Cone Shells (Conidae)

A cone shell (Conus cedonulli, right) attacks a sea worm (Hermodice carunculata, left) to eat it.
Source: David Touitou: "Shelling Dreams".

Cone shells are among the shells most liked by collectors. Divers though are well advised to handle the beautiful shells with care. Because, as it is so often the case in nature: Death lurks beyond the beauty. Cone shells are the only members of the gastropod class that may be seriously harmful to man. The venomous sting of some cone shell species may be deadly even for an adult.

The main distribution area of cone shells is the Indopacific, that means the Tropical waters of Indian and Pacific Ocean. An especially large number of species occurs in the area around Australia, thus presenting one more animal group on the long list of venomous animals in that continent. The number of documented cone shell attacks mounts to about 30 cases, all of which are about divers or beach walker that wanted to pick up one of the beautiful shells, not caring about a potential inhabitant.

Mediterranean cone (Conus mediterraneus).
Picture:  Hector Giourgis, Eastern Mediterra-
nean Inhabitants.

The only European species is the Mediterranean cone (Conus mediterraneus), compared to that a fairly innocuous small snail, 2 - 3 cm shell length in size, living in the marine sea weed vegetation and feeding on polychaete worms.

Cone shell attacks on man are exclusively defensive.

Cone shells may be carnivorous, but their prey are exclusively smaller sea animals such as other molluscs and worms. About 70 of the larger species (e.g. Conus geographus, Conus textile and Conus magus) also feed on fish. Those are most dangerous to man, as they have the most potent venoms.

Textile cone (Conus textile, left) eating a turban shell (Turbo  
sp.). Source: (Guido T. Poppe).

A cone shell's venom apparatus is built by the same basic construction as a Roman snail's rasp tongue, the radula.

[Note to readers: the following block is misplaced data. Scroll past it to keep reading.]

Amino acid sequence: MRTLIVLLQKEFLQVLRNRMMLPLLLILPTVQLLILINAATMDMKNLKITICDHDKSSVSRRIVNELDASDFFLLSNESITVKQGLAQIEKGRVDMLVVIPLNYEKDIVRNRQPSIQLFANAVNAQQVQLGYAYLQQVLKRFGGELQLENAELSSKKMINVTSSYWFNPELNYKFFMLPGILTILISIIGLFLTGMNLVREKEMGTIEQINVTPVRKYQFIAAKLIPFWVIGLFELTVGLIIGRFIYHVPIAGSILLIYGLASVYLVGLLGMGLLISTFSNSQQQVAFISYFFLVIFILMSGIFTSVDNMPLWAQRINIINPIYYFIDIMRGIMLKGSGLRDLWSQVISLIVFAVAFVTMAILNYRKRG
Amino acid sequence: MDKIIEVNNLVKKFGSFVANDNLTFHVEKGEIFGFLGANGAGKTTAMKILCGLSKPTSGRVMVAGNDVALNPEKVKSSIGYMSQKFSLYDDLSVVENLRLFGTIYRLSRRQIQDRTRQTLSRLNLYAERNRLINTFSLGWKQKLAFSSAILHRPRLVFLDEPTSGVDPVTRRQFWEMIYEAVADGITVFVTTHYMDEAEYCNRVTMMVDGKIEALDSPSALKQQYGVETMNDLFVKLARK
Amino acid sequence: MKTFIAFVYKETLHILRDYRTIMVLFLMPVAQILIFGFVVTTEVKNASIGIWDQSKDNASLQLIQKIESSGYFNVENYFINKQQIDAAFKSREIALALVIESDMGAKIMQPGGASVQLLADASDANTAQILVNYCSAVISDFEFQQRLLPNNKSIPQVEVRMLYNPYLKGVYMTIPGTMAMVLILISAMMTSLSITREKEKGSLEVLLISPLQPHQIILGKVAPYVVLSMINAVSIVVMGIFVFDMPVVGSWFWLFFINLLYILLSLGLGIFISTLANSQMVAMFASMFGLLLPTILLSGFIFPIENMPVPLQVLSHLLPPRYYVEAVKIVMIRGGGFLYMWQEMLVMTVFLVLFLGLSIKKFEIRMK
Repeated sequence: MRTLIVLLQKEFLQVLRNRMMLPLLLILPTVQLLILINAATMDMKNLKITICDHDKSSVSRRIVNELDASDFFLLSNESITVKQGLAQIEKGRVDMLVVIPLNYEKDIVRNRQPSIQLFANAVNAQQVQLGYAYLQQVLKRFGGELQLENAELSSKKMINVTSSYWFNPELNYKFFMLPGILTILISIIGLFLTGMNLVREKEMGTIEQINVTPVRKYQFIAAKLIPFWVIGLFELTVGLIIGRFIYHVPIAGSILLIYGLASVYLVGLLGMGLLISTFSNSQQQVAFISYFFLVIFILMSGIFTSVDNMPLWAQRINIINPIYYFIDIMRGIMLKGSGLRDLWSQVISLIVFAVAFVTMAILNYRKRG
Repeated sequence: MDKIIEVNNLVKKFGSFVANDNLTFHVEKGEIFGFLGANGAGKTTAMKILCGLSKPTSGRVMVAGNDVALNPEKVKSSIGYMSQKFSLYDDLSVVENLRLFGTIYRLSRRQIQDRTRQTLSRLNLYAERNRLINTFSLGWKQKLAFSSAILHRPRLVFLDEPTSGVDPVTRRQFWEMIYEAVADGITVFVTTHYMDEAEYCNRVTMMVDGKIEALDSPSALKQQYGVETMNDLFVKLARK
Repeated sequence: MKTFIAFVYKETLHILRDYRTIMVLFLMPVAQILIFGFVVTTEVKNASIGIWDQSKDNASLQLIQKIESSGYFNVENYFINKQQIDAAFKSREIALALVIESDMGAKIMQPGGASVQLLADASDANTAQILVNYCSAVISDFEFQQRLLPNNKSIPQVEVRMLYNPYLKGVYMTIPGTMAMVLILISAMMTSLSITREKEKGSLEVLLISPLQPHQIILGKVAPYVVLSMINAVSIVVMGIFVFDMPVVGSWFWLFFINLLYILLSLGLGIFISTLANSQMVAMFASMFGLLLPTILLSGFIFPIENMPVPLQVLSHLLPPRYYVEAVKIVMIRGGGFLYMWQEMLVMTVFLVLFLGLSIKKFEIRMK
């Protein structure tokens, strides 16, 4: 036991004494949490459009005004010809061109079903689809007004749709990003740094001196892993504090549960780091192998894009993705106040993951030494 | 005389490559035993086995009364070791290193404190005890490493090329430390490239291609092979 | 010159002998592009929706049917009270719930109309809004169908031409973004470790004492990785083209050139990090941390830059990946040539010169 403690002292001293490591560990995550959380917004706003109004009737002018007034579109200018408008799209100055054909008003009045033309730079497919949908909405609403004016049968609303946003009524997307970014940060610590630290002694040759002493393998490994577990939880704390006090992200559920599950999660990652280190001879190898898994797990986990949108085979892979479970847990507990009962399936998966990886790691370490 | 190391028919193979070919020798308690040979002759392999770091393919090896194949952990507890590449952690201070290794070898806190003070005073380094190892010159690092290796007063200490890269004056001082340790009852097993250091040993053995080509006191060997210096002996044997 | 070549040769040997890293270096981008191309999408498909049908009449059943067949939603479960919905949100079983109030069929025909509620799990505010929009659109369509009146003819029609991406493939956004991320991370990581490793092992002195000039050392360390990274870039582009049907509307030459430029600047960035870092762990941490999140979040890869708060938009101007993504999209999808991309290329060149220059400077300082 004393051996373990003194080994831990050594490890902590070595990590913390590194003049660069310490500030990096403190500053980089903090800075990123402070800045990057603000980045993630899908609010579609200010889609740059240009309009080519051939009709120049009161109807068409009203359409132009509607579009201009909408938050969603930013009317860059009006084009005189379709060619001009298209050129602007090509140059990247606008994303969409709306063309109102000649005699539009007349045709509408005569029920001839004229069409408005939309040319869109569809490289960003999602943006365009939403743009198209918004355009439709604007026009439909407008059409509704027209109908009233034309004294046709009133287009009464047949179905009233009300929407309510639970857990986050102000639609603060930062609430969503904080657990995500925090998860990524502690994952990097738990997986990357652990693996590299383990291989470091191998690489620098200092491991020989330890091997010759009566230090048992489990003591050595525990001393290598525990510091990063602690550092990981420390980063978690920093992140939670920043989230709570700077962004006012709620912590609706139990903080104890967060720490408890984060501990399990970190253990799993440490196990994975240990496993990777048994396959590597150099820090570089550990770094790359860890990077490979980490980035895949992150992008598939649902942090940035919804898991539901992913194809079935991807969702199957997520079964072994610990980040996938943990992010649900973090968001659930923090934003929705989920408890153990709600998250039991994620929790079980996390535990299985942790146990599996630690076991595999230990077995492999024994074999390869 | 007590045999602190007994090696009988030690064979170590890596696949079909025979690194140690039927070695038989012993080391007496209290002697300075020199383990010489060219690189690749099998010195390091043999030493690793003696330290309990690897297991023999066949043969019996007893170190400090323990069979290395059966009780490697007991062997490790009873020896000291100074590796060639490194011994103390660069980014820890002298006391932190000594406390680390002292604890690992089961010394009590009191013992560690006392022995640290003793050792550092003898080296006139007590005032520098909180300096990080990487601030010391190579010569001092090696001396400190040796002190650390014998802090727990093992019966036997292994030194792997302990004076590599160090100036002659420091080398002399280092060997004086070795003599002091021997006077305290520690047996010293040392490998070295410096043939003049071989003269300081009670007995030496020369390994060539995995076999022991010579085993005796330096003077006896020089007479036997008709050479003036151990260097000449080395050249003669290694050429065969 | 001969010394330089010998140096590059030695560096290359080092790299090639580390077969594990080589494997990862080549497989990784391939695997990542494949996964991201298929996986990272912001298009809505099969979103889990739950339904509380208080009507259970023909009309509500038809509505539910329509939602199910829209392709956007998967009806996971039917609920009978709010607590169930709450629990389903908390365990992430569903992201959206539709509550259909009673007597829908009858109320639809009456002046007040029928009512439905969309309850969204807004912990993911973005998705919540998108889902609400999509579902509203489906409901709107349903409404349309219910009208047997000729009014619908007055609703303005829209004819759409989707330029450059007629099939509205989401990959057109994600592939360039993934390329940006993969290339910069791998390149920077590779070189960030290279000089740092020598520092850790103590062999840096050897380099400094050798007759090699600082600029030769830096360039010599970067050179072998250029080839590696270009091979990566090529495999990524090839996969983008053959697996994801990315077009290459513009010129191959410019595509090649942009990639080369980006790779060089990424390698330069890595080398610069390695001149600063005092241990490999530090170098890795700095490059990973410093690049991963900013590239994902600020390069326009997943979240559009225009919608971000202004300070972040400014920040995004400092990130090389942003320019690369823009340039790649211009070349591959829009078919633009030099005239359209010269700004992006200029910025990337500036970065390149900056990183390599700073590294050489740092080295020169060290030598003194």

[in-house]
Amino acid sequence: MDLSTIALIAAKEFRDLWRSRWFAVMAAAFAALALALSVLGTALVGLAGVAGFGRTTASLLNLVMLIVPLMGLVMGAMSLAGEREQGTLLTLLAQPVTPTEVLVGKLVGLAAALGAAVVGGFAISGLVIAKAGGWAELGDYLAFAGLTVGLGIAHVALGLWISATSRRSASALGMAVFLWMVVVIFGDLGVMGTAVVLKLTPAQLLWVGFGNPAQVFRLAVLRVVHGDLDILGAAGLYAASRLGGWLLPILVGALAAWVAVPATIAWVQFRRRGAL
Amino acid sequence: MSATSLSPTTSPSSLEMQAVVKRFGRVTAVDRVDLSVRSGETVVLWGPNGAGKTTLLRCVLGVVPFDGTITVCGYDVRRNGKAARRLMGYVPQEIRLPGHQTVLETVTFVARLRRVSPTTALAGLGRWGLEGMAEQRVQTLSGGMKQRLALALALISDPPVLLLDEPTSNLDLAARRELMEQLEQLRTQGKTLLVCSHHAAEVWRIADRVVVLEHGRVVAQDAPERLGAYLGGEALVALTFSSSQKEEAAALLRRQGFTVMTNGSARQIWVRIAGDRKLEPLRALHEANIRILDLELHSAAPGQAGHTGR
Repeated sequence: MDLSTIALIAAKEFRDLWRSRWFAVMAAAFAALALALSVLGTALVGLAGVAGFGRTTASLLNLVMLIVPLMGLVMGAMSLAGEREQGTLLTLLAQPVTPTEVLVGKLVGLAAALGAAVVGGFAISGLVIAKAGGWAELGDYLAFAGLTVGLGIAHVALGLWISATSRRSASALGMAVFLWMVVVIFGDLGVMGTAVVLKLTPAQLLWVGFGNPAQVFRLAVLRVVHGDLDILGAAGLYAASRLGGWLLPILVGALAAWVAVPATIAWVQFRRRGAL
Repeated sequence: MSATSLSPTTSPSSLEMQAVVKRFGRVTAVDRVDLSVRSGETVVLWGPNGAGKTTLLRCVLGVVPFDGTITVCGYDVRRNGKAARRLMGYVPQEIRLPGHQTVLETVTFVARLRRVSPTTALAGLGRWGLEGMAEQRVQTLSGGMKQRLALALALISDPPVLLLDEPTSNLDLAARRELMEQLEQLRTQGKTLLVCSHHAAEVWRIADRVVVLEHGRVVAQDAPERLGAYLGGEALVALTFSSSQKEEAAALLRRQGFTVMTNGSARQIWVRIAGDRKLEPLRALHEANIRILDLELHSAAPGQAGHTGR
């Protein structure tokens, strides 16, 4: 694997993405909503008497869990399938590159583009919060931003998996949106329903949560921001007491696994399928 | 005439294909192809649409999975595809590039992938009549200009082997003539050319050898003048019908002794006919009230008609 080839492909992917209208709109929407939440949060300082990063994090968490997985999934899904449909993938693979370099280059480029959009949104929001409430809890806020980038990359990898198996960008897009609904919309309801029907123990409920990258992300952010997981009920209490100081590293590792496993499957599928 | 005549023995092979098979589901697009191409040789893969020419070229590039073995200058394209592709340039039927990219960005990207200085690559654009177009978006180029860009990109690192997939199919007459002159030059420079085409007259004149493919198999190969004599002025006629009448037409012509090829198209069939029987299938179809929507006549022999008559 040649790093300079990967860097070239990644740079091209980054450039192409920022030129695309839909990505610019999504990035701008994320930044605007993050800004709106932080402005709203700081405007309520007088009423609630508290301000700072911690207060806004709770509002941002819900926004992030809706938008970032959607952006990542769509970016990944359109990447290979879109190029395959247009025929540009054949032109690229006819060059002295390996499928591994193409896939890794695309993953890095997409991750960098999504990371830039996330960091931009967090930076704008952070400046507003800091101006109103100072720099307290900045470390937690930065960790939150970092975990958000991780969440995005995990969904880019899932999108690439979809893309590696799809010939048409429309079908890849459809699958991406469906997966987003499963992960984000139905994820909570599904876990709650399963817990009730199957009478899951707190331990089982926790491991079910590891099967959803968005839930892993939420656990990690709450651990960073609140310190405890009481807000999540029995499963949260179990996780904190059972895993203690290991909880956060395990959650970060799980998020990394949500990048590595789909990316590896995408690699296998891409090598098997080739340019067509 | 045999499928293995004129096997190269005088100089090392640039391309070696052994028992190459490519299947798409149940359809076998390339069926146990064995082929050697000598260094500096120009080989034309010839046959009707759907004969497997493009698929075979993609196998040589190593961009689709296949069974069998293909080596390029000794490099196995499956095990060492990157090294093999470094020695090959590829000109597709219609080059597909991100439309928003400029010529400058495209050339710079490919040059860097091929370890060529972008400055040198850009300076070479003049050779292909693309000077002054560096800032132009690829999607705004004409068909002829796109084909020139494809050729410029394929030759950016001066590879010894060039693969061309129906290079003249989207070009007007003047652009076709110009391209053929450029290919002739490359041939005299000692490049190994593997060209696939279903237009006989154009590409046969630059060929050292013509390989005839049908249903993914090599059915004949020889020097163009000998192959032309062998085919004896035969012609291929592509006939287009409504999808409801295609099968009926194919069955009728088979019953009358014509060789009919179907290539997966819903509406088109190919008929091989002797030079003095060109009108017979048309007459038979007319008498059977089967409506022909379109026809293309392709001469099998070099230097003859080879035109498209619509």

The number of teeth in a cone shell's radula, though, is largely reduced: Only one tooth at a time is ready for application. Each one is transformed into a long slim blade rolled together to form a hollow harpoon with a barbed hook. While the pointed end serves to be stung into the prey's body, the harpoon's other end is connected to a venom gland evolved from the a salivary gland. That way, when the harpoon tooth is stung into the prey's body, venom is injected into its organism.

A cone shell's venom, the so called conotoxin, is built from several different oligopeptides (protein molecules consisting of few amino acid components. Together these oligopeptides develop their venomous effect. Different peptide parts of the venom then affect different parts of the nervous system. Biochemistry discerns five conotoxin families, depending on how they affect certain ion channels of the nervous system. Some omega-conotoxins, for example, can also be applied as painkillers, especially with chronic diseases and cancer patients. Conotoxins seem to have less side effects than morphine derivates. Obviously also there is less risk of addiction. Newer research results, though, point in the direction that conotoxins sometimes do cause severe side effects.

National Geographic Lovie: Poison in a Cone. Source: YouTube.

Cone shells' venom apparatus.

Systematics of Gastropoda: Clade Caenogastropoda: Conidae.

Additional Information



*) Literature information most friendly provided by Peter Garn.